Churches in Massachusetts can receive taxpayer money in some circumstances, but not for projects that support their core religious activities, the state’s highest court ruled. This is the statement from the Massachusetts constitution which says that “no such grant, appropriation or use of public money… shall be made or authorized for the purpose of founding, maintaining or aiding any church, religious denomination or society.” From this statement it is clear that no public money can be used to fund private religion.
And yet, several years ago, the town of Acton gave out grants totaling more than $100,000 to some local churches for the reparation, and this grants were legally challenged ever since. In 2016, the Americans United for Separation of Church and State filed a lawsuit against Acton officials who promoted religion with taxpayer money by approving this grants.
“Government should not use tax funds to support churches,” said Barry W. Lynn, former executive director of Americans United. “The fact that a house of worship is old doesn’t mean taxpayers should be forced to subsidize a religious group to which they don’t belong. If a church needs money to preserve or restore its buildings, it should raise that money from its own members.”
In 2016, a judge ruled in favor of Acton officials with an argument that the funds were used for historical preservation, not for religious promotion, and therefore they are legal. Eric Rothschild, senior litigation counsel with Americans United, said “Americans United and our clients feel very strongly that Acton’s grants to the churches violates the constitutional prohibition against using public money for maintaining or aiding any churches”. The American United appealed the decision and after a long time the Massachusetts Supreme Judicial Court correctly reversed that earlier ruling.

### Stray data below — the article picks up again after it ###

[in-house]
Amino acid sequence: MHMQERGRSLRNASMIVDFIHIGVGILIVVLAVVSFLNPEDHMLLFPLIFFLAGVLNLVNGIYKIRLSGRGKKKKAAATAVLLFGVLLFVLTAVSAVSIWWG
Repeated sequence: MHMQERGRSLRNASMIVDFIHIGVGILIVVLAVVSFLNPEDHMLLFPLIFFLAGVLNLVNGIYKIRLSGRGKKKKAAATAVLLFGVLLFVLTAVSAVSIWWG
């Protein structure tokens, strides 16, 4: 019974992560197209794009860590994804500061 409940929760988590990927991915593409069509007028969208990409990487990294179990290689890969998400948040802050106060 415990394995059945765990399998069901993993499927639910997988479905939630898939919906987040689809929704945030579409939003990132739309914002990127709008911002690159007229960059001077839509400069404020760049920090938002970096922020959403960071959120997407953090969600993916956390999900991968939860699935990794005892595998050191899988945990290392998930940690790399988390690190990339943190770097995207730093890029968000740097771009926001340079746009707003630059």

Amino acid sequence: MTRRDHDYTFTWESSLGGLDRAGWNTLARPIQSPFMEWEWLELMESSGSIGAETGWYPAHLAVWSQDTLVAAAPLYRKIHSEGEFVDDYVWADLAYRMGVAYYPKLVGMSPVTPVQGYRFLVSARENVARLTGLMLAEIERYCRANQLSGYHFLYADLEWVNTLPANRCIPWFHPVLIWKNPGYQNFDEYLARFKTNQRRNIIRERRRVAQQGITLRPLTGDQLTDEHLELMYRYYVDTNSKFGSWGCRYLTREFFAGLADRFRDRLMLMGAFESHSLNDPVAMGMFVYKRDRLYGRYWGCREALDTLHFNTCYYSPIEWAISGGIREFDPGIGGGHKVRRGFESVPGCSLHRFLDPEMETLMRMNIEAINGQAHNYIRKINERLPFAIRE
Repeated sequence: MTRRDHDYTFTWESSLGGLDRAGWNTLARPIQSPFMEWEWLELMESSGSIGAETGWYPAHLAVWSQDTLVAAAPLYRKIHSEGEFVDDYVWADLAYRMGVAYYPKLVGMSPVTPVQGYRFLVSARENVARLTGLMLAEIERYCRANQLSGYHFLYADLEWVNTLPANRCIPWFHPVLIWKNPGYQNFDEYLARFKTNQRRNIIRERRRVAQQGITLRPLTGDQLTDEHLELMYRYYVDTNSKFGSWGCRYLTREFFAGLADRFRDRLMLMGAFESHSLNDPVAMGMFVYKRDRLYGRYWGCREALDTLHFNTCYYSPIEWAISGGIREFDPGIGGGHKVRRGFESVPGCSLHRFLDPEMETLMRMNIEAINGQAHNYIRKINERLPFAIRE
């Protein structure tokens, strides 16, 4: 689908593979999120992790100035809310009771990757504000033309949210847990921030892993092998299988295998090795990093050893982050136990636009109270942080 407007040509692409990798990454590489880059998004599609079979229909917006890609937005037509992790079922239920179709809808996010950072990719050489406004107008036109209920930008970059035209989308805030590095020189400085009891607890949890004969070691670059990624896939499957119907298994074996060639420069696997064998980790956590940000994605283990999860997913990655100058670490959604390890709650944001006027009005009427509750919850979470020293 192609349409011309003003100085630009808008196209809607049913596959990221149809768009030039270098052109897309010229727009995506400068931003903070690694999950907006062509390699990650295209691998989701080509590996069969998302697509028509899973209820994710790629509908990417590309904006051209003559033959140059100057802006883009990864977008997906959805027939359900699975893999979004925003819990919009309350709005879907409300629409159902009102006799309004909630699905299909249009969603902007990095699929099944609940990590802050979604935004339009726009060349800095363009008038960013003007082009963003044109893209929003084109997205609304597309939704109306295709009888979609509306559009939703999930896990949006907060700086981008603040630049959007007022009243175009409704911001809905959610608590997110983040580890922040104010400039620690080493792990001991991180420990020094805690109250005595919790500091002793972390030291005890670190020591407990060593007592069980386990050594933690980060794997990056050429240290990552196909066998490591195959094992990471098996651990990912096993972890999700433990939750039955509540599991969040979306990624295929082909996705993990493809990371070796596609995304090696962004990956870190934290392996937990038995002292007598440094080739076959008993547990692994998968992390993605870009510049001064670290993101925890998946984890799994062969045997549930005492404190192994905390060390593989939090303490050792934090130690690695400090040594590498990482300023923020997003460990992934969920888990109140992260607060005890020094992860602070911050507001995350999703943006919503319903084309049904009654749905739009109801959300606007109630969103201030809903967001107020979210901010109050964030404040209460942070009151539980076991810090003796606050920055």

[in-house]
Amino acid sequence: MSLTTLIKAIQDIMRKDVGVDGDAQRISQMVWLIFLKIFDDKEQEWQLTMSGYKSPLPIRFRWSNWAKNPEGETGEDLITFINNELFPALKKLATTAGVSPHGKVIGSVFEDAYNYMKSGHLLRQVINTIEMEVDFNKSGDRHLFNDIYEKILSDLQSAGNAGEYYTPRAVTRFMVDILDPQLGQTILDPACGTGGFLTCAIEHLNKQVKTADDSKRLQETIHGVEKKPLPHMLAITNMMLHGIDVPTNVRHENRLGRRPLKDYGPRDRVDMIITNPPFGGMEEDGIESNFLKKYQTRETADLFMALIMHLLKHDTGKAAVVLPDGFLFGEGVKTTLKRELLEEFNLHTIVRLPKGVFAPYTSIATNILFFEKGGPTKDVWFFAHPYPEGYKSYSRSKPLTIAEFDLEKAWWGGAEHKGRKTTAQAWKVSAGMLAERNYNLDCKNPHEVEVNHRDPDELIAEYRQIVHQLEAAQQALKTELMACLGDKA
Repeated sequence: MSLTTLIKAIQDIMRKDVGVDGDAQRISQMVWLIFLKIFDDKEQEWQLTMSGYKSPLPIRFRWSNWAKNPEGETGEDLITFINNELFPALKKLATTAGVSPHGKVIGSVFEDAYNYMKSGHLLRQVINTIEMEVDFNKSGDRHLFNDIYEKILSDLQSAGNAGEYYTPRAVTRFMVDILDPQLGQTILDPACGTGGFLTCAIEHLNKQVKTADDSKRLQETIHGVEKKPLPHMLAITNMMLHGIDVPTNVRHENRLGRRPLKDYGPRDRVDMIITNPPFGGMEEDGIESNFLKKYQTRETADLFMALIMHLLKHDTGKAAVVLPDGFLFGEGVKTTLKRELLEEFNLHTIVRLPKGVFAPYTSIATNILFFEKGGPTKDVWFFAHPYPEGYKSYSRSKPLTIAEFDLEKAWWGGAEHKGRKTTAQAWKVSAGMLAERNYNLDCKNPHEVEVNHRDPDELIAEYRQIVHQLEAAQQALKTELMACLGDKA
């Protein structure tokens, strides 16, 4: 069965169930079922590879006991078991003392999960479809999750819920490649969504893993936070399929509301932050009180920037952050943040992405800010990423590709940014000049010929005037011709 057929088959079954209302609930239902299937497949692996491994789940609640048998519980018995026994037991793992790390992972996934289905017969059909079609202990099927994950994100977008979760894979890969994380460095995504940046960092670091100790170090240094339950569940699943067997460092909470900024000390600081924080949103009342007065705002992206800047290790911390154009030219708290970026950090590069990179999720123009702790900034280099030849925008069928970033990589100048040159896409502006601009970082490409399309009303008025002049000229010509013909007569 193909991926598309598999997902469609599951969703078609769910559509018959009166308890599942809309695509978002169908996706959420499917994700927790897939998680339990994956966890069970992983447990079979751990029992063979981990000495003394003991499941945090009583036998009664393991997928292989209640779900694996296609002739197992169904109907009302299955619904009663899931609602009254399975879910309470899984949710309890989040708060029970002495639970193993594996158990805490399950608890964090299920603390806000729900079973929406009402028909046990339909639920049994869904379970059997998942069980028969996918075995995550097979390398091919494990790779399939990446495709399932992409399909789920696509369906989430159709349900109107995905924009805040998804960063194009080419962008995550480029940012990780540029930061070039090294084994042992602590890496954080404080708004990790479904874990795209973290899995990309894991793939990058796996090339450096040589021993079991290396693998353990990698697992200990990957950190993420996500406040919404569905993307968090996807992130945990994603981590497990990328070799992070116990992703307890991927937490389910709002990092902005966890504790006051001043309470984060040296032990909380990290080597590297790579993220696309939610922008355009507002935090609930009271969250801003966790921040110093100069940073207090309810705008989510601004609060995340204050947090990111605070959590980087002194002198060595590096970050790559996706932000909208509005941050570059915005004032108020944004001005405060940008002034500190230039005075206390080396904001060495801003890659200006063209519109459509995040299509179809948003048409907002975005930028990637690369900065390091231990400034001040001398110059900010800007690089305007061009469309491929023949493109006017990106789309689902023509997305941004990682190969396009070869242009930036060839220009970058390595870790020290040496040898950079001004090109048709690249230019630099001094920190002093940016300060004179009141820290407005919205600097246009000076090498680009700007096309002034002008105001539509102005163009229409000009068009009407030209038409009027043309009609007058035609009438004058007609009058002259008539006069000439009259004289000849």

“Today is a good day for religious freedom in Massachusetts,” said Rachel Laser, executive director of Americans United. “Money taken from the taxes of all citizens should go to funding projects for the public good, not religious imagery in houses of worship.”
Giving taxpayer money to churches for the purpose of aiding them is against the Massachusetts constitution, because repairing and renovating the buildings that churches use for religious cause advances that very same religious cause. On the other hand, SJC Chief Justice Ralph D. Gants said in his 47-page opinion that the state constitution has no absolute ban on churches receiving public funds. Gants said public funds can lawfully go to churches for historic preservation in certain cases, such as when “historical events of great significance occurred in the church, or where the grants are limited to preserving church property with a primarily secular purpose.”
Photo Credits: Secular Coalition for Arizona